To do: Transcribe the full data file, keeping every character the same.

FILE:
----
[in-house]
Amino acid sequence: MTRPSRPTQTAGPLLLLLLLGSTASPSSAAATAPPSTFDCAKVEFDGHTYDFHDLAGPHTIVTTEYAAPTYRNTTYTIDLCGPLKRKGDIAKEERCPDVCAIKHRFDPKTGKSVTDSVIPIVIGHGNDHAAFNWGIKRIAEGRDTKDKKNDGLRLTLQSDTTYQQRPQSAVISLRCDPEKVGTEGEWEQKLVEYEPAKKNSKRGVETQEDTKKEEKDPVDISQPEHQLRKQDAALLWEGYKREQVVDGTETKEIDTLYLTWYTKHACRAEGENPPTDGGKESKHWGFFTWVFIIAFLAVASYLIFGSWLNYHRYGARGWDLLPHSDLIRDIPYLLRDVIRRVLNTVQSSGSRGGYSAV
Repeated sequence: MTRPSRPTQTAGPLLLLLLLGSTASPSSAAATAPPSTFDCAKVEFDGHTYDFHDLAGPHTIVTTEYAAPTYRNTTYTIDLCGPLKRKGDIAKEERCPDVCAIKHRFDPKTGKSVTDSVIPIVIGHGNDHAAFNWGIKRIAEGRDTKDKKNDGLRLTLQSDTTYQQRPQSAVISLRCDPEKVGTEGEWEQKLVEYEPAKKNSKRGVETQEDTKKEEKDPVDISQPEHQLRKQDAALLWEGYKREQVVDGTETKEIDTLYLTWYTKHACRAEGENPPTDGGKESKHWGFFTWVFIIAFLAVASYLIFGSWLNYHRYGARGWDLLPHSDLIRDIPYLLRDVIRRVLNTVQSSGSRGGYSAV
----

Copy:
[in-house]
Amino acid sequence: MTRPSRPTQTAGPLLLLLLLGSTASPSSAAATAPPSTFDCAKVEFDGHTYDFHDLAGPHTIVTTEYAAPTYRNTTYTIDLCGPLKRKGDIAKEERCPDVCAIKHRFDPKTGKSVTDSVIPIVIGHGNDHAAFNWGIKRIAEGRDTKDKKNDGLRLTLQSDTTYQQRPQSAVISLRCDPEKVGTEGEWEQKLVEYEPAKKNSKRGVETQEDTKKEEKDPVDISQPEHQLRKQDAALLWEGYKREQVVDGTETKEIDTLYLTWYTKHACRAEGENPPTDGGKESKHWGFFTWVFIIAFLAVASYLIFGSWLNYHRYGARGWDLLPHSDLIRDIPYLLRDVIRRVLNTVQSSGSRGGYSAV
Repeated sequence: MTRPSRPTQTAGPLLLLLLLGSTASPSSAAATAPPSTFDCAKVEFDGHTYDFHDLAGPHTIVTTEYAAPTYRNTTYTIDLCGPLKRKGDIAKEERCPDVCAIKHRFDPKTGKSVTDSVIPIVIGHGNDHAAFNWGIKRIAEGRDTKDKKNDGLRLTLQSDTTYQQRPQSAVISLRCDPEKVGTEGEWEQKLVEYEPAKKNSKRGVETQEDTKKEEKDPVDISQPEHQLRKQDAALLWEGYKREQVVDGTETKEIDTLYLTWYTKHACRAEGENPPTDGGKESKHWGFFTWVFIIAFLAVASYLIFGSWLNYHRYGARGWDLLPHSDLIRDIPYLLRDVIRRVLNTVQSSGSRGGYSAV